October Favorites

October is over! Can you believe it — my favorite month zipped by so quickly, just like it does every year. I love Halloween but also always get a little sad when it gets close because that means the spookiest month of the year will soon be done. But no matter, November is also lovely, and the holidays are coming up fast. I do enjoy spending the cold winter months with family — and this year we’ll be inviting a new member come late January or early February, so there’s a lot to look forward to!

This year, I helped to organize and run the Massachusetts Independent Comics Expo, better known as MICE. Because it was my first time helping, and because I was not as mobile as usual, I felt like I did more observing and learning than anything else. But I had a wonderful time, and I was even able to pick up a couple zines on pregnancy and motherhood! I’m slowly chipping away at my goal of writing about what I’m affectionately referring to as “mom comics.”

Other than MICE and Halloween, it’s been business as usual. I read a couple lovely things this month that I want to share with you, both very much in the spirit of the spooky season!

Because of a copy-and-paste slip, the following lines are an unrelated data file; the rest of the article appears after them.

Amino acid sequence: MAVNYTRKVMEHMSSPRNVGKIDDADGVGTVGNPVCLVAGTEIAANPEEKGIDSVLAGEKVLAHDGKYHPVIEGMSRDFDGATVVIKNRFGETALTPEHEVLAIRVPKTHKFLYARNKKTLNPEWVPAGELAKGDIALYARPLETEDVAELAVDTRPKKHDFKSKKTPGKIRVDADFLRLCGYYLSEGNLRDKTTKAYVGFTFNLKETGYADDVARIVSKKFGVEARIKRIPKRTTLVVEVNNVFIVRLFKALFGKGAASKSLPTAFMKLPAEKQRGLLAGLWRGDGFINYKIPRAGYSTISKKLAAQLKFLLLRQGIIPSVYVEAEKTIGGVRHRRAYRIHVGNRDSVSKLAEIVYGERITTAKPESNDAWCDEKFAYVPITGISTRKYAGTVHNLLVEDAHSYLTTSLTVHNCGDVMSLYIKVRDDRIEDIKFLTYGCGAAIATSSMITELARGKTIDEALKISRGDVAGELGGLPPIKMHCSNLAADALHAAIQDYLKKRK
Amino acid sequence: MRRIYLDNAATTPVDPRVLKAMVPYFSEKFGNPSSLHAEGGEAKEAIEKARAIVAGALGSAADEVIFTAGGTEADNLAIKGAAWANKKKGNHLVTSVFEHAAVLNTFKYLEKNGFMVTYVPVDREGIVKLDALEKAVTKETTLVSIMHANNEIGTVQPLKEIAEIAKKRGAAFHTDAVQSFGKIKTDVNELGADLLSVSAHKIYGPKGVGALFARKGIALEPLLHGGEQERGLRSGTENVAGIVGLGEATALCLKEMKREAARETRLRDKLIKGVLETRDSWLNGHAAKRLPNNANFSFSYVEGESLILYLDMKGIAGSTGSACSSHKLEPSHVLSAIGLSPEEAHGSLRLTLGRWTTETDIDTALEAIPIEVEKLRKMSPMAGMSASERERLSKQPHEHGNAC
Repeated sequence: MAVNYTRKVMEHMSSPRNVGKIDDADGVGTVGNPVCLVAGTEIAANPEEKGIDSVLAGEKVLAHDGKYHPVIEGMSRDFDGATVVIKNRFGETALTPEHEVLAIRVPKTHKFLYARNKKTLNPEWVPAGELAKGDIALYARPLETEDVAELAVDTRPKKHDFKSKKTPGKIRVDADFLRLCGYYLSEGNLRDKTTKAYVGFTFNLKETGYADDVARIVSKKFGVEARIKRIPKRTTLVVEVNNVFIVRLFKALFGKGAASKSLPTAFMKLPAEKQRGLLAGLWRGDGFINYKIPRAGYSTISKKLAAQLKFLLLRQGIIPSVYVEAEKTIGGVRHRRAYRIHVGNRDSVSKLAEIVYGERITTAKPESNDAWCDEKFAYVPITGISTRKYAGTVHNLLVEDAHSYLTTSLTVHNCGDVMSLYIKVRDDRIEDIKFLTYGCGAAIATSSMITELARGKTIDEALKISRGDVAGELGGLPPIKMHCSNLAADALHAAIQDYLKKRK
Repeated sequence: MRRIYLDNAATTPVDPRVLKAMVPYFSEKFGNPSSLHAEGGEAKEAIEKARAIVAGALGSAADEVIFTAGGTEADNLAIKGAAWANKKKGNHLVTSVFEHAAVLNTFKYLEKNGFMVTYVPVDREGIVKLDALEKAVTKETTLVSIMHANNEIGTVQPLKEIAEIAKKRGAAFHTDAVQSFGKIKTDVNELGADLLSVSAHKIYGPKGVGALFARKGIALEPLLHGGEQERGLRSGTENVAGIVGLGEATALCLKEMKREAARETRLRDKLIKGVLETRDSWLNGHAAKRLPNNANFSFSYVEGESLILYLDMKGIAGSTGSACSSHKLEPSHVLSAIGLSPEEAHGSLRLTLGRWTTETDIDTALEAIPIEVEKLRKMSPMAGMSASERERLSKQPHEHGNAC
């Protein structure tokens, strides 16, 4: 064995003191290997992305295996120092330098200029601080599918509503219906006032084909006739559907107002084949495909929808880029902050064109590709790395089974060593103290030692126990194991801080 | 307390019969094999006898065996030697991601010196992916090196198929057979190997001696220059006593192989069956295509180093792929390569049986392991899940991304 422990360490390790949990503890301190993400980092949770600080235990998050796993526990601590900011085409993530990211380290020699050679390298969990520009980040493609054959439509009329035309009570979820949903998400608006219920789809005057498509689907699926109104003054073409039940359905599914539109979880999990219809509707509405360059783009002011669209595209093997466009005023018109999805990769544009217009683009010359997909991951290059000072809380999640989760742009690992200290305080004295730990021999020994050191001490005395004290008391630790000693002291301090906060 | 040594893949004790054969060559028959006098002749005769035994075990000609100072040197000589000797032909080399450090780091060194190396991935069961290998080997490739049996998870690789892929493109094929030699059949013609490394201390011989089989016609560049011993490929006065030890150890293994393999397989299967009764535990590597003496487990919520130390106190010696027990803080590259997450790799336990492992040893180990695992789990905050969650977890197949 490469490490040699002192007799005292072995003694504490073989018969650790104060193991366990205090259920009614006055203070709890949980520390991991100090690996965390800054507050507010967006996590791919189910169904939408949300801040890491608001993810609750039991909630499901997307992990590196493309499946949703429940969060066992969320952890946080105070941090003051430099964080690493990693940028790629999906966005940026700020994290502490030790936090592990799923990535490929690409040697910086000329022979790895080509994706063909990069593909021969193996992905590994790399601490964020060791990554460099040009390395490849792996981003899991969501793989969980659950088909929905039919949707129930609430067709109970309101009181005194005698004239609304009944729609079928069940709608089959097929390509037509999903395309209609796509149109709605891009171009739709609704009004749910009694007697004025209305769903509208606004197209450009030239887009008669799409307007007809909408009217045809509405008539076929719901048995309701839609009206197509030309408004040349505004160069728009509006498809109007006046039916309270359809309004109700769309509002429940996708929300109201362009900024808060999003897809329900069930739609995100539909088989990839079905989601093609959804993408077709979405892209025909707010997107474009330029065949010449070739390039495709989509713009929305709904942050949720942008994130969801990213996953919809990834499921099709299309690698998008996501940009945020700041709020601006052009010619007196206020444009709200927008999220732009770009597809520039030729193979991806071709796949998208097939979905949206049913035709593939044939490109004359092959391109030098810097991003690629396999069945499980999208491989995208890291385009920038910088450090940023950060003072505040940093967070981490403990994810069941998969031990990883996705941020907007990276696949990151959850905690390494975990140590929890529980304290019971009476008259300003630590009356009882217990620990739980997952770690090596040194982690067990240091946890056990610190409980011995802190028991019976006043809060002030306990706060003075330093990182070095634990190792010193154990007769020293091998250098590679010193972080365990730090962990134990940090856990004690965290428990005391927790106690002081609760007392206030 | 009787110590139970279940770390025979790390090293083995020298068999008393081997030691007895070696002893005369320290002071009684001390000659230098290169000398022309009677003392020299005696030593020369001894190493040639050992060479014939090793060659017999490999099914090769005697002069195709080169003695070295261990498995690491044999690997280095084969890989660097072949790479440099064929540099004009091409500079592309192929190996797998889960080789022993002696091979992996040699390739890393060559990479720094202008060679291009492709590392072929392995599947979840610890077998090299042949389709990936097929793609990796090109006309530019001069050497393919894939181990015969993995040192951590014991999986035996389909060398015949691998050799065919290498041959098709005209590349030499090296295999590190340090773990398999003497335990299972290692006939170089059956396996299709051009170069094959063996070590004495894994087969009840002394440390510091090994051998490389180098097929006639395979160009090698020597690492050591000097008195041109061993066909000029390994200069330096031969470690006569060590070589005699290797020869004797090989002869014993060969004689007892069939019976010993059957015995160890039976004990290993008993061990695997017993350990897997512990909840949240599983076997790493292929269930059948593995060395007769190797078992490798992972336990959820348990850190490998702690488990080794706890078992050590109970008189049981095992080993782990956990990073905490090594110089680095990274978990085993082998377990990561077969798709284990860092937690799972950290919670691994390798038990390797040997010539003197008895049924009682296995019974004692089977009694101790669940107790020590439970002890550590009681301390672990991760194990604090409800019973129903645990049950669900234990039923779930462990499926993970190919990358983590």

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The Wize Wize Beasts of the Wizarding Wizdoms, by Nagabe — published by Seven Seas Entertainment

I actually did a full review of this manga for Comics Beat (along with a review of Cats of the Louvre), but I just wanted to reiterate how much I enjoyed it since I don’t write those reviews in the first person, and these posts on my blog are more about my personal opinions! Wize Wize Beasts is, in a word, great. It is fluffy BL romances set in a magical wizarding world full of humanoid animals. It plays with some BL and romance tropes that aren’t my favorite (like a student-teacher mutual attraction, though it doesn’t get taken too far), but it’s mostly just fun. I keep using the word “indulgent” to describe it, because it’s not pretending to be anything other than pure entertainment. And, as always, Nagabe’s artwork is wonderful — dark and whimsical, with deft character designs.

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The Twilight Man: Rod Serling and the Birth of Television, by Koren Shadmi — published by Life Drawn (Humanoids)